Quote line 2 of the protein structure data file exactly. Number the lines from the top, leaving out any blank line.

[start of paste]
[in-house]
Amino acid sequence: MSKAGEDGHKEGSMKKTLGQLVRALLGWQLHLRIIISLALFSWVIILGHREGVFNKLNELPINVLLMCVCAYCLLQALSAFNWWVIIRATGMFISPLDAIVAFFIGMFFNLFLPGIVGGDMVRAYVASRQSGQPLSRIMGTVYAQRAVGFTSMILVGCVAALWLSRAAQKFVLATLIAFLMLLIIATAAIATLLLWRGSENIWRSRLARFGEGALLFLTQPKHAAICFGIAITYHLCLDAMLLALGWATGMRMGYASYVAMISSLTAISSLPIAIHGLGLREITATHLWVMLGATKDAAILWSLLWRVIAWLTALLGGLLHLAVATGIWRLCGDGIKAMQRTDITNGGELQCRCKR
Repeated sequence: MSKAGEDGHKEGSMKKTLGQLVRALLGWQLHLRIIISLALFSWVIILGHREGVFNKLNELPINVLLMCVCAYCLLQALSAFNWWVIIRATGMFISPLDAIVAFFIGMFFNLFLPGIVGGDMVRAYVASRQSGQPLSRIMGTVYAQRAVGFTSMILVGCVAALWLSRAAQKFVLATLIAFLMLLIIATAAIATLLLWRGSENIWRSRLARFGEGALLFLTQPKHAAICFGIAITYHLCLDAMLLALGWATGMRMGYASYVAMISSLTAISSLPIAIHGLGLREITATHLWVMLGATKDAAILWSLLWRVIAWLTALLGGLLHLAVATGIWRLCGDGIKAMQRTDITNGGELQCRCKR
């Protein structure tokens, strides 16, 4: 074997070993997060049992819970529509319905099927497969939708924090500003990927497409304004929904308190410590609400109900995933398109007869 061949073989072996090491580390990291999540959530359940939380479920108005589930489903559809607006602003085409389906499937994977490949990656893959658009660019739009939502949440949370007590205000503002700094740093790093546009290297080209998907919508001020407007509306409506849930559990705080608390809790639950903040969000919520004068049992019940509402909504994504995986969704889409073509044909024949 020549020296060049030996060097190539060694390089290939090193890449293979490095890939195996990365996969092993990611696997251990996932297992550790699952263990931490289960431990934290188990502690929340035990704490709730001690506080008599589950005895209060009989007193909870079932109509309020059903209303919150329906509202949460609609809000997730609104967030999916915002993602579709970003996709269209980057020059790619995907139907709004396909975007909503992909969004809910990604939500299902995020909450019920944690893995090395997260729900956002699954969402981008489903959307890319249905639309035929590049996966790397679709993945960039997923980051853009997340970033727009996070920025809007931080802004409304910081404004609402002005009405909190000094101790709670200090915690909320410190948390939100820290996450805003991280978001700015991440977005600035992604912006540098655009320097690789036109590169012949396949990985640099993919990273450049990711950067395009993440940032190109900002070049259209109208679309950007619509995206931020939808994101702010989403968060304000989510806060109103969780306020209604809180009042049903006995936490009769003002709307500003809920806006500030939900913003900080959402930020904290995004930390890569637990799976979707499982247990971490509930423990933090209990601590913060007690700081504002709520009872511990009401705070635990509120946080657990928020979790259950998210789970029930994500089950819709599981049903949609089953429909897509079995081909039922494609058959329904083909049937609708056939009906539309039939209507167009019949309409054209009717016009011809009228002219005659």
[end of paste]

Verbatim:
Amino acid sequence: MSKAGEDGHKEGSMKKTLGQLVRALLGWQLHLRIIISLALFSWVIILGHREGVFNKLNELPINVLLMCVCAYCLLQALSAFNWWVIIRATGMFISPLDAIVAFFIGMFFNLFLPGIVGGDMVRAYVASRQSGQPLSRIMGTVYAQRAVGFTSMILVGCVAALWLSRAAQKFVLATLIAFLMLLIIATAAIATLLLWRGSENIWRSRLARFGEGALLFLTQPKHAAICFGIAITYHLCLDAMLLALGWATGMRMGYASYVAMISSLTAISSLPIAIHGLGLREITATHLWVMLGATKDAAILWSLLWRVIAWLTALLGGLLHLAVATGIWRLCGDGIKAMQRTDITNGGELQCRCKR